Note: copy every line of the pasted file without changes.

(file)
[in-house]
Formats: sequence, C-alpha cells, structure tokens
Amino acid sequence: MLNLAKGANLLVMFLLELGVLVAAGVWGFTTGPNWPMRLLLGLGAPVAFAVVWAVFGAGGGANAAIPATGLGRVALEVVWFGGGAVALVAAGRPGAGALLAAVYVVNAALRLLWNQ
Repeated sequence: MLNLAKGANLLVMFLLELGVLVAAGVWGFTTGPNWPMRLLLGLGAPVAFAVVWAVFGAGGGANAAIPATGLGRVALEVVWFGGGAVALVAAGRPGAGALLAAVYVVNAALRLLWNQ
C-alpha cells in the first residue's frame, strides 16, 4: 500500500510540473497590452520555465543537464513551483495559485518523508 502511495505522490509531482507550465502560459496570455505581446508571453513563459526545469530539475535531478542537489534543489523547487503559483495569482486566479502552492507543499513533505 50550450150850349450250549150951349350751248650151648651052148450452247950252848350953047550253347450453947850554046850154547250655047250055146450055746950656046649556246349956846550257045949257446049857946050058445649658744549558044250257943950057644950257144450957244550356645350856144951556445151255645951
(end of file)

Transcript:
[in-house]
Formats: sequence, C-alpha cells, structure tokens
Amino acid sequence: MLNLAKGANLLVMFLLELGVLVAAGVWGFTTGPNWPMRLLLGLGAPVAFAVVWAVFGAGGGANAAIPATGLGRVALEVVWFGGGAVALVAAGRPGAGALLAAVYVVNAALRLLWNQ
Repeated sequence: MLNLAKGANLLVMFLLELGVLVAAGVWGFTTGPNWPMRLLLGLGAPVAFAVVWAVFGAGGGANAAIPATGLGRVALEVVWFGGGAVALVAAGRPGAGALLAAVYVVNAALRLLWNQ
C-alpha cells in the first residue's frame, strides 16, 4: 500500500510540473497590452520555465543537464513551483495559485518523508 502511495505522490509531482507550465502560459496570455505581446508571453513563459526545469530539475535531478542537489534543489523547487503559483495569482486566479502552492507543499513533505 50550450150850349450250549150951349350751248650151648651052148450452247950252848350953047550253347450453947850554046850154547250655047250055146450055746950656046649556246349956846550257045949257446049857946050058445649658744549558044250257943950057644950257144450957244550356645350856144951556445151255645951